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Needless to say ...

PotomacBob

I seem to run into many stories on SOL that contain the phrase "needless to say ..."
It makes me wonder, if it IS needless to say, why does the author say it anyway?
If it's NOT needless to say, then saying it is is a contradiction.
Am I just being an old nitpicker?

awnlee jawking

Perhaps it's like the female character examining her 38DD-25-36 figure in the mirror - unnecessary for the story characters but actually aimed at the readers ;)

AJ

Zom

@PotomacBob

Am I just being an old nitpicker?

Yep. Just like me.

karactr

Me too. It's the same when authors write "centered around".

LucyAnneThorn

@PotomacBob

Am I just being an old nitpicker?


Nah, you're just trying to get us to write "It's needless to say it's needless to say," then wonder what happens if we add another "it's needless to say" or two and end up in an endless recursion.

REP

@PotomacBob

why does the author say it anyway?


Probably because people often use 'needless to say' to introduce something they want to say that is know to everyone in order to reinforce some point being discussed.

Crumbly Writer

@PotomacBob

I seem to run into many stories on SOL that contain the phrase "needless to say ..."
It makes me wonder, if it IS needless to say, why does the author say it anyway?
If it's NOT needless to say, then saying it is is a contradiction.

It's generally a back door approach to explain what ALL the characters in the story understand, but readers (especially non-native English speakers) may not.

Thus, it's not really a contradiction, but a simple annoyance for those who already know the explanation long before it's stated for the few who might not know it.

For example, in a Columbian drug drama, you might use:

Needless to say, one doesn't cross El Chappo.

as a reminder that you don't piss off the bear who's likely to rip your face off. It's not the reminder that's never spoken of, it's the actual criticism that's never spoken.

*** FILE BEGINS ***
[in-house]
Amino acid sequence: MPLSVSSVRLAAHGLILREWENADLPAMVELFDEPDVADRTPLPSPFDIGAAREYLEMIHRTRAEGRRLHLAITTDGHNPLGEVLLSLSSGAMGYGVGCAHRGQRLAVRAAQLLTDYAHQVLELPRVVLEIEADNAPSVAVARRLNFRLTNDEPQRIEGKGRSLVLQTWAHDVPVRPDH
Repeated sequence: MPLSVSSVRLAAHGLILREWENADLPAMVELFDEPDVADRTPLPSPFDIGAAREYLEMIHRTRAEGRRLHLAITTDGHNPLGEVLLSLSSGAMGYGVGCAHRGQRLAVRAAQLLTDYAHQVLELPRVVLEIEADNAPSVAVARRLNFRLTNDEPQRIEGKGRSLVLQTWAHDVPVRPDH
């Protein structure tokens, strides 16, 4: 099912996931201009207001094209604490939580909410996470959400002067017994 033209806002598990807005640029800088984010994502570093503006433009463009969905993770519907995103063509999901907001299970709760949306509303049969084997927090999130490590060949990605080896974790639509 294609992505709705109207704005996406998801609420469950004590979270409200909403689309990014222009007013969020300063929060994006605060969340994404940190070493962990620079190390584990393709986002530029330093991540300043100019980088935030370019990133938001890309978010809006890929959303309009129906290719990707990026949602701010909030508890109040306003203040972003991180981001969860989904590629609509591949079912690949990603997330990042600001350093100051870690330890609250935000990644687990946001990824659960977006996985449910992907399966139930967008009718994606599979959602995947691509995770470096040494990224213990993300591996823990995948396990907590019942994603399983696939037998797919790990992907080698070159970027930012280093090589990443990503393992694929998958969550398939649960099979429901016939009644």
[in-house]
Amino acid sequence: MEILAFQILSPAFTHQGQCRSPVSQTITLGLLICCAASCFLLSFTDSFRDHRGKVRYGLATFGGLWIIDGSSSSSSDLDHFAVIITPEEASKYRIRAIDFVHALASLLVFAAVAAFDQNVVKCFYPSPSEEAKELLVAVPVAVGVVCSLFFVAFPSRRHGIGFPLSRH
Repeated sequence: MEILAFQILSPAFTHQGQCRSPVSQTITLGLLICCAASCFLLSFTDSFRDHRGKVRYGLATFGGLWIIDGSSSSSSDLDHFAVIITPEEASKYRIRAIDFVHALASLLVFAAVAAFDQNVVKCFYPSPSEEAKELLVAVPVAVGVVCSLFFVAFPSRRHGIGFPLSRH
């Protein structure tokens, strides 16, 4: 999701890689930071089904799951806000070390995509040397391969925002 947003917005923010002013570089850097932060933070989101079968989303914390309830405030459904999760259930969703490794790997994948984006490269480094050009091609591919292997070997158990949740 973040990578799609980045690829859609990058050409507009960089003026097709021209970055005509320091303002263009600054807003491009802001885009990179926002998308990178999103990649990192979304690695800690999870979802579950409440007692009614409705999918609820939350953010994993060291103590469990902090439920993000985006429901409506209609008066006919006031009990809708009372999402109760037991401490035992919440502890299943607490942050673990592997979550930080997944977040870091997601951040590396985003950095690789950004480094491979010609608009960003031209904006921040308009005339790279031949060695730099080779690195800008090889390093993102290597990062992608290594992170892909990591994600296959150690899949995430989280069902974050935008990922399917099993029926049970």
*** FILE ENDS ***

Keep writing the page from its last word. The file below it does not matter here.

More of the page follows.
For any more meaningful interpretations, we'd need some examples from the books in question, as they might have had a different intent entirely.

Replies:   awnlee jawking
richardshagrin

"Search by Content
Results ... 3061 files found for [ needless to say]"

QM

It's a plot device designed to introduce a concept. Unless it's just lazy writing.

karactr

Or an author or character being pedantic and annoying.

awnlee jawking

@Crumbly Writer

It's generally a back door approach to explain what ALL the characters in the story understand, but readers (especially non-native English speakers) may not.


Like the character who starts off an expositional speech with, "As you already know ..." ;)

AJ

Replies:   REP
REP

@awnlee jawking

"As you already know ..." ;)


A statement many of us make in our conversations and followed by a 'but' when we intend to deviate from what is 'commonly known'.

Jim S
Updated:

@PotomacBob

I seem to run into many stories on SOL that contain the phrase "needless to say ..."
It makes me wonder, if it IS needless to say, why does the author say it anyway?
If it's NOT needless to say, then saying it is is a contradiction.
Am I just being an old nitpicker?

I don't think you're being a nitpicker; I just think you don't understand the real use of the phrase. To me, it serves to emphasize that whatever point is made in the following sentence/phrase/whatever is so obviously, well, obvious that stating it should be unnecessary.

So it's a dramatic (or comic) construct. Might there be a different way to construct it so the phrase needn't be used? Most assuredly given how slippery English is. But that shouldn't preclude it being available as an option.

My two centavos....

Replies:   Crumbly Writer
Crumbly Writer

@Jim S

So it's a dramatic (or comic) construct. Might there be a different way to construct it so the phrase needn't be used? Most assuredly given how slippery English is. But that shouldn't preclude it being available as an option.

Needless to say, using "needless to say" should be needless, just saying!

Possible alternatives: "Stating the obnoxious and pointless ..."

Replies:   Jim S
awnlee jawking

@PotomacBob

I just used it on Twitter, and that reminded me of this topic.

In context, I was stating the consequence of an action, obvious if anyone thought about it for a moment, but something most readers might not.

So it probably wasn't needless after all ;)

AJ

Jim S

@Crumbly Writer

Possible alternatives: "Stating the obnoxious and pointless ..."


Well, your alternative is certainly more colorful. And probably a very useful construct for the right character. It says exactly the same thing (objectively) but with different emphasis. Gotta love the English language.

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